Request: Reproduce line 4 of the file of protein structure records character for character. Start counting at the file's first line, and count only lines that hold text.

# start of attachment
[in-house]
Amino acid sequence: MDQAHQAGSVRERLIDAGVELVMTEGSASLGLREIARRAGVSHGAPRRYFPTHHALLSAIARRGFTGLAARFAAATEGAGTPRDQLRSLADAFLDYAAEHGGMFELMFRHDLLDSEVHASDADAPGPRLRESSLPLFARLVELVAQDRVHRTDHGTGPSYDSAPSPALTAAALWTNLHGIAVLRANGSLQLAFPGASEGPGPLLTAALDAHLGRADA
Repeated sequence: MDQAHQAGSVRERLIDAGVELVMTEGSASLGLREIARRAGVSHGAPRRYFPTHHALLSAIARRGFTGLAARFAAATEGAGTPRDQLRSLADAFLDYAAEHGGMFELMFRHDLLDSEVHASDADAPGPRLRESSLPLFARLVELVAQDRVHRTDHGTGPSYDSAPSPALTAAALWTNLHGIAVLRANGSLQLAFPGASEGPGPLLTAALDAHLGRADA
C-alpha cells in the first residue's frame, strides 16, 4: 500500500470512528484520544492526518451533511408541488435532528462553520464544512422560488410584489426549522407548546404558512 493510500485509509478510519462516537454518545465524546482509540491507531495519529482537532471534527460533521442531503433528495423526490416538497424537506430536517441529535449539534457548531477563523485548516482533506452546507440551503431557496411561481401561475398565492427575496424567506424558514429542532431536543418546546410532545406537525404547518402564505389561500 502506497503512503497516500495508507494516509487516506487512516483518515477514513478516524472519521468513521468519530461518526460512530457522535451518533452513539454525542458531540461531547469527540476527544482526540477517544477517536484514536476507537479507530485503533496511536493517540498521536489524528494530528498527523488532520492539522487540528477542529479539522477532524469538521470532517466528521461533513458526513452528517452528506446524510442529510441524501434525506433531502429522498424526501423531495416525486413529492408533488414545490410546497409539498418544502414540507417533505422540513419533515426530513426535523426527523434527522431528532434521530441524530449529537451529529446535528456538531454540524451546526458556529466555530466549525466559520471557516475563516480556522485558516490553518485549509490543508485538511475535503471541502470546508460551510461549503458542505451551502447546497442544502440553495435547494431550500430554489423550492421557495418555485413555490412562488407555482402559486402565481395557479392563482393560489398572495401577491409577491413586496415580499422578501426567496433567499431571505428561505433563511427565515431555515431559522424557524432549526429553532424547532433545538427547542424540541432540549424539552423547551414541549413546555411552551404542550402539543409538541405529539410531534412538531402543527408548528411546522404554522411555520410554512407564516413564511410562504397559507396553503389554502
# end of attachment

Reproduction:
C-alpha cells in the first residue's frame, strides 16, 4: 500500500470512528484520544492526518451533511408541488435532528462553520464544512422560488410584489426549522407548546404558512 493510500485509509478510519462516537454518545465524546482509540491507531495519529482537532471534527460533521442531503433528495423526490416538497424537506430536517441529535449539534457548531477563523485548516482533506452546507440551503431557496411561481401561475398565492427575496424567506424558514429542532431536543418546546410532545406537525404547518402564505389561500 502506497503512503497516500495508507494516509487516506487512516483518515477514513478516524472519521468513521468519530461518526460512530457522535451518533452513539454525542458531540461531547469527540476527544482526540477517544477517536484514536476507537479507530485503533496511536493517540498521536489524528494530528498527523488532520492539522487540528477542529479539522477532524469538521470532517466528521461533513458526513452528517452528506446524510442529510441524501434525506433531502429522498424526501423531495416525486413529492408533488414545490410546497409539498418544502414540507417533505422540513419533515426530513426535523426527523434527522431528532434521530441524530449529537451529529446535528456538531454540524451546526458556529466555530466549525466559520471557516475563516480556522485558516490553518485549509490543508485538511475535503471541502470546508460551510461549503458542505451551502447546497442544502440553495435547494431550500430554489423550492421557495418555485413555490412562488407555482402559486402565481395557479392563482393560489398572495401577491409577491413586496415580499422578501426567496433567499431571505428561505433563511427565515431555515431559522424557524432549526429553532424547532433545538427547542424540541432540549424539552423547551414541549413546555411552551404542550402539543409538541405529539410531534412538531402543527408548528411546522404554522411555520410554512407564516413564511410562504397559507396553503389554502